waider
dot i e

livejournal
pix
workshop
text
lyrics
The Man in the High Castle (Penguin Modern Classics) eBook: Philip K. Dick, Eric Brown
The Man in the High Castle (Penguin Modern Classics) eBook: Philip K. Dick, Eric Brown

Structure and Interpretation of Computer Programs, Second Edition: Harold Abelson, Gerald Jay Sussman, Julie Sussman
Structure and Interpretation of Computer Programs, Second Edition: Harold Abelson, Gerald Jay Sussman, Julie Sussman

Waterford: History and Society - Interdisciplinary Essays on the History of an Irish County (The Irish County History & Society Series) (9780906602201): William Nolan, Thomas P. Power
Waterford: History and Society - Interdisciplinary Essays on the History of an Irish County (The Irish County History & Society Series) (9780906602201): William Nolan, Thomas P. Power

(Kindle.com)
Watching
Rogue One (2016)
Rogue One (2016)

Snapping

Google
Web Here
Being The Geekly Diary of Waider
(may contain traces of drinking, movies, and sport)
January 10
New season of Sherlock: I'm not terrifically keen on the long episodes as it feels like the writers don't quite know how to fill the time, and definitely the end of the second episode was deeply silly after an absolute cracker of a show, but I'm still going to see how it works out next weekend.

January 08
New season of Endeavour: rather good.

January 06
Gross stupidity for the day: using Python's Tkinter to emulate enough of Pythonista's UI code to allow me to run a Python app I wrote on my phone on my desktop.

Yes, I wrote a Python

app

on my

phone.

January 01
Happy New Year from my all-seeing RSS reader:
2016-12-24 11:47:33New 'Ring of Steel' planned for London Square Mile
2017-01-01 08:55:51New year fireworks 'show London is open'
(BBC News, natch)
I had another one of these to post, but I've forgotten what it was. I think it may have fitted the category of "life comes at you fast" that's so popular over on the Twitters.

December 30
The Man in the High Castle: almost done with season one. There's some persistent stupidity going on that's mildly annoying, but I'm still engaged with the show, so that's ok.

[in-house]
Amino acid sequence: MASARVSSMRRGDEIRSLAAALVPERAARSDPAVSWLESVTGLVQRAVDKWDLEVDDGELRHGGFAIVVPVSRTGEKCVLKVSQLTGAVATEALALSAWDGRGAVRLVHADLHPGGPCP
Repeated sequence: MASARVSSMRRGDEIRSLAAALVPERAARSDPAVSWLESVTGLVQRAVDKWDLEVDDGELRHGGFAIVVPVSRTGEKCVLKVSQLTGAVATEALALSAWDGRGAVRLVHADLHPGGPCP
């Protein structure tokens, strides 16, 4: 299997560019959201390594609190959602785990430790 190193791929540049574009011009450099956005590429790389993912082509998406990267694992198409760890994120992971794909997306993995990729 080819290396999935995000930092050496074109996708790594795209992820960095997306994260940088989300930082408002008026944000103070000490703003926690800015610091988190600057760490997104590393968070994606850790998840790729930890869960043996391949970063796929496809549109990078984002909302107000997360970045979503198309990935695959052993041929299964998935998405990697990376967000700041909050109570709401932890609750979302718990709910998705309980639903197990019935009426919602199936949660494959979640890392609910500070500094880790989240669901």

I enjoyed Rogue One: A Star Wars Story. I will happily confess that I didn't recognise Alan Tudyk, although I guess that's somewhat understandable given his character. I also didn't recognise Forrest Whittaker, which is a little less understandable, but there you go. The movie itself wasn't quite the same rush of nostalgia / enjoyment as The Force Awakens, and I'm not really sure why, but it was certainly leaps and bounds ahead of any of the later movies Lucas himself created. Great to see the embracing of a strong female lead, but a shame that there's, what, a handful of women at best in the entire movie collection... perhaps in a galaxy far, far away the lack of women accounts for all the guys running around in their cosplay outfits building giant weapons and fighting. Anyway, definitely a fun outing, and something I'd watch again.

One of my friends linked a fairly useless article on the ethics of using Peter Cushing's likeness in the movie (basically, they had someone who looks a bit like Cushing do the acting in a motion capture rig, then used a bunch of CGI to overlay it with Cushing's features) and while the article itself was pointless, my thoughts on the matter are that it's no different to any other posthumous use of an artist's work: the constant hassle over Ulysses, the disagreements over continuing Larsson's Millennium Trilogy Series, Lennon's Free as a Bird, Brandon Lee in The Crow, and so on. The technology has advanced, sure, but the ultimate go/no-go is in the hands of the estate, so nothing has really changed there. The question of whether or not it's ethical to use the work of an artist like this (given, obviously, that you consider the appearance and performance of an actor to be their art) is something we apparently long ago decided was ok as long as you got someone with some skin in the game (hah!) to agree with it, optionally with the exchange of suitably conscience-easing quantities of cash; the specifics of usage after that are just implementation detail.